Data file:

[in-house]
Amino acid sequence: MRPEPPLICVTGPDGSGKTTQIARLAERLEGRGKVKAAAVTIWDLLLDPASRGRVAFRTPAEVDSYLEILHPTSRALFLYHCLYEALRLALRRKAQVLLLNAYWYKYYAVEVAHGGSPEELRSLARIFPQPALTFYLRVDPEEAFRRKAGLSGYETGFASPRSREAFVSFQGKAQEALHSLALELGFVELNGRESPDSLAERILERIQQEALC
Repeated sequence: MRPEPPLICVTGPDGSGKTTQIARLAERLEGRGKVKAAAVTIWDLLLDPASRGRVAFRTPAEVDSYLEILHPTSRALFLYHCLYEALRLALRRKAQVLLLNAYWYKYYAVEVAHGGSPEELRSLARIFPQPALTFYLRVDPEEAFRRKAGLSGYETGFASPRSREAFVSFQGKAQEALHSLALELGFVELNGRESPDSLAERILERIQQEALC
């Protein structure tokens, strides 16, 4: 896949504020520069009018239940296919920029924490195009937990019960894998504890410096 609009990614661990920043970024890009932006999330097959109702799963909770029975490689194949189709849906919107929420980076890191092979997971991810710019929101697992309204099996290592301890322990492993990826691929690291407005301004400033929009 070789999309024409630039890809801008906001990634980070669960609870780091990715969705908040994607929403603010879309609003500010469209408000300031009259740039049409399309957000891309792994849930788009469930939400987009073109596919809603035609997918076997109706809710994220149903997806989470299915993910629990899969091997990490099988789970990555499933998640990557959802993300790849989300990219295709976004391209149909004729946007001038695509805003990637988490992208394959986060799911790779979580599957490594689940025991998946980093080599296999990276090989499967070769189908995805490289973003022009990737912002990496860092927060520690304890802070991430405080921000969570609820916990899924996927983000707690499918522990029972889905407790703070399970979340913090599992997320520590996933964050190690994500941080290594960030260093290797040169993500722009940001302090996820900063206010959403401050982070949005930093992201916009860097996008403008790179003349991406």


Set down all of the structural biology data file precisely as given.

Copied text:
[in-house]
Amino acid sequence: MRPEPPLICVTGPDGSGKTTQIARLAERLEGRGKVKAAAVTIWDLLLDPASRGRVAFRTPAEVDSYLEILHPTSRALFLYHCLYEALRLALRRKAQVLLLNAYWYKYYAVEVAHGGSPEELRSLARIFPQPALTFYLRVDPEEAFRRKAGLSGYETGFASPRSREAFVSFQGKAQEALHSLALELGFVELNGRESPDSLAERILERIQQEALC
Repeated sequence: MRPEPPLICVTGPDGSGKTTQIARLAERLEGRGKVKAAAVTIWDLLLDPASRGRVAFRTPAEVDSYLEILHPTSRALFLYHCLYEALRLALRRKAQVLLLNAYWYKYYAVEVAHGGSPEELRSLARIFPQPALTFYLRVDPEEAFRRKAGLSGYETGFASPRSREAFVSFQGKAQEALHSLALELGFVELNGRESPDSLAERILERIQQEALC
């Protein structure tokens, strides 16, 4: 896949504020520069009018239940296919920029924490195009937990019960894998504890410096 609009990614661990920043970024890009932006999330097959109702799963909770029975490689194949189709849906919107929420980076890191092979997971991810710019929101697992309204099996290592301890322990492993990826691929690291407005301004400033929009 070789999309024409630039890809801008906001990634980070669960609870780091990715969705908040994607929403603010879309609003500010469209408000300031009259740039049409399309957000891309792994849930788009469930939400987009073109596919809603035609997918076997109706809710994220149903997806989470299915993910629990899969091997990490099988789970990555499933998640990557959802993300790849989300990219295709976004391209149909004729946007001038695509805003990637988490992208394959986060799911790779979580599957490594689940025991998946980093080599296999990276090989499967070769189908995805490289973003022009990737912002990496860092927060520690304890802070991430405080921000969570609820916990899924996927983000707690499918522990029972889905407790703070399970979340913090599992997320520590996933964050190690994500941080290594960030260093290797040169993500722009940001302090996820900063206010959403401050982070949005930093992201916009860097996008403008790179003349991406």